This criminal internet activity happens more or less in parallel with broader traditional forms of manipulations and is not limited to the internet. The fake news activities and the undermining of democratic institutions are for example carried out by President Trump without the internet. The same is happening in countries such as Britain, Turkey, Hungary, Poland and Italy, to name just a few.
There is no doubt that the internet has become an important tool to create division, hatred and conflict. This has more to do with human behaviour than with technology. Addressing only the technology element of this problem will not solve the much more serious underlying issues.
Division, lies, hatred, fake news, racism and conflict are being used by our leaders in public. It is then not difficult to understand that people perceive this as a license to do the same, with or without technology.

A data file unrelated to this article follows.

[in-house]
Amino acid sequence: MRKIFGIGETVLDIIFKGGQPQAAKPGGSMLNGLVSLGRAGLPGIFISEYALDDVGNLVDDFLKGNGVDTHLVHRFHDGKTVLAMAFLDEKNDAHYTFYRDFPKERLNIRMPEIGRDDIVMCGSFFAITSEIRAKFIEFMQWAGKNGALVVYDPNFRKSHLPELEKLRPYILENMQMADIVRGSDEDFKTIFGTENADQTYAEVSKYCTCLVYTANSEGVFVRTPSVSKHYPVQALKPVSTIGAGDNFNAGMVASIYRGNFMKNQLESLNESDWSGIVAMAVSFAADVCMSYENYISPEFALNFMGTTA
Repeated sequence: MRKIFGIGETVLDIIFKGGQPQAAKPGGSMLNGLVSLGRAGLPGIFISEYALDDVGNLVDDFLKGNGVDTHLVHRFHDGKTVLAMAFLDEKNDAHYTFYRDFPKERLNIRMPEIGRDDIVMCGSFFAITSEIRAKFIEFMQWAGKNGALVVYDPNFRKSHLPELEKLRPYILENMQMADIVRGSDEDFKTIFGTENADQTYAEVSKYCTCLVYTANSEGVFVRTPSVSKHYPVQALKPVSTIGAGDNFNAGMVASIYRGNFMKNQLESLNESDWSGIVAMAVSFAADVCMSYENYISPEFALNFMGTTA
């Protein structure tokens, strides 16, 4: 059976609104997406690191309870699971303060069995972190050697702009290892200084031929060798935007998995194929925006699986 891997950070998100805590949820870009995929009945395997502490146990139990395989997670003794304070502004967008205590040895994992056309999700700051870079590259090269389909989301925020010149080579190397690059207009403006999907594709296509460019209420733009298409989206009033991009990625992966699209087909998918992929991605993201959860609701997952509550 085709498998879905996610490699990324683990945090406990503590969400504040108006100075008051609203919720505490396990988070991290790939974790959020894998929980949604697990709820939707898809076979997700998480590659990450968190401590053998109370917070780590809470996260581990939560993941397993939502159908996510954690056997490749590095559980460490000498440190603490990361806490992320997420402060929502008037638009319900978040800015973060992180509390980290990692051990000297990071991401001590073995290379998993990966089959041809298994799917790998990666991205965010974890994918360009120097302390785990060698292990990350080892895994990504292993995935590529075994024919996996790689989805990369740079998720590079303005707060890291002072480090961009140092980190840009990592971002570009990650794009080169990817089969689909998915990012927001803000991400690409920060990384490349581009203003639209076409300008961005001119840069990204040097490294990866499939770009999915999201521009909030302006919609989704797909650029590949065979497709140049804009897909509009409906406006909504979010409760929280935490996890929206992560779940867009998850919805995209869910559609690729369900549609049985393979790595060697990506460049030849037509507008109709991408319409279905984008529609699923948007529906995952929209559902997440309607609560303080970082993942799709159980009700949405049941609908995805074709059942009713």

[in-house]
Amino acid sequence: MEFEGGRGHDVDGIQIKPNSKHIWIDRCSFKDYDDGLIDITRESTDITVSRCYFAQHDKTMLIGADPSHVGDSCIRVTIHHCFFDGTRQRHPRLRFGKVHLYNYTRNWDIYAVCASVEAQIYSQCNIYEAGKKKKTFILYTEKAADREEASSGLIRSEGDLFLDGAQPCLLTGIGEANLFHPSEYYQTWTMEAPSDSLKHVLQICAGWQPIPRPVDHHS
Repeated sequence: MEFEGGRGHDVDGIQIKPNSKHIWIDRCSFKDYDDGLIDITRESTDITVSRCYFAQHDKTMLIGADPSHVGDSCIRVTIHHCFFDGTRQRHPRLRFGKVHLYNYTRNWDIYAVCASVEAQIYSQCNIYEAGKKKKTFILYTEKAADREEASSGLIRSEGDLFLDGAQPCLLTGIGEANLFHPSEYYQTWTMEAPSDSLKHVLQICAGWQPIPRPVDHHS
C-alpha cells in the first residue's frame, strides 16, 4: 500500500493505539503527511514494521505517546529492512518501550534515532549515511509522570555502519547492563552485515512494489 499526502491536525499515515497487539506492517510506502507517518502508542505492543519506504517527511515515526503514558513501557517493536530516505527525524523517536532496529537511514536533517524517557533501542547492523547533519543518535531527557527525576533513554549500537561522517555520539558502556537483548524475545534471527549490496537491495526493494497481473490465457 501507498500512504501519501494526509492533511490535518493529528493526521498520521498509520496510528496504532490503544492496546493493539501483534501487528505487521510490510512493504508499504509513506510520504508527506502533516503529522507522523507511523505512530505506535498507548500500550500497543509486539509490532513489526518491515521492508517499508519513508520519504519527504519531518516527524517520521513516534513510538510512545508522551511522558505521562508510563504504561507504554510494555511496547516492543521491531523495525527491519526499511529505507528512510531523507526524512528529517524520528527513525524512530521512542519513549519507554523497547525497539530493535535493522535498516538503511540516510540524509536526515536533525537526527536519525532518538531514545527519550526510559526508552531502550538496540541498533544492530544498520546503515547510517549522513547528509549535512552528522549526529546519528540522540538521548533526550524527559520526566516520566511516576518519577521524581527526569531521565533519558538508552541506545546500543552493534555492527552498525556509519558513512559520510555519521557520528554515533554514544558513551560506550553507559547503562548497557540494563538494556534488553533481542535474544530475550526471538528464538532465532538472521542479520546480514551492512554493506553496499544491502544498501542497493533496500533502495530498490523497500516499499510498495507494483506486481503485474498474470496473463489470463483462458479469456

It is important to state that it is not the internet that is causing all of this. So far the internet has created far more positive than negative outcomes, and we need to preserve what's best about it. Most importantly, this includes the freedom for people to express themselves. Equally important is that entrepreneurs can innovate and build new business models. At the same time, we need to ensure that we protect society from broader harm.
We can look at what we have done with other tools that we use — tools like guns, cars, chemicals and drugs. All these products and services can have negatives associated with them. What we have done over the years to address this is to build elements into these products and services to limit the risk and increase safety.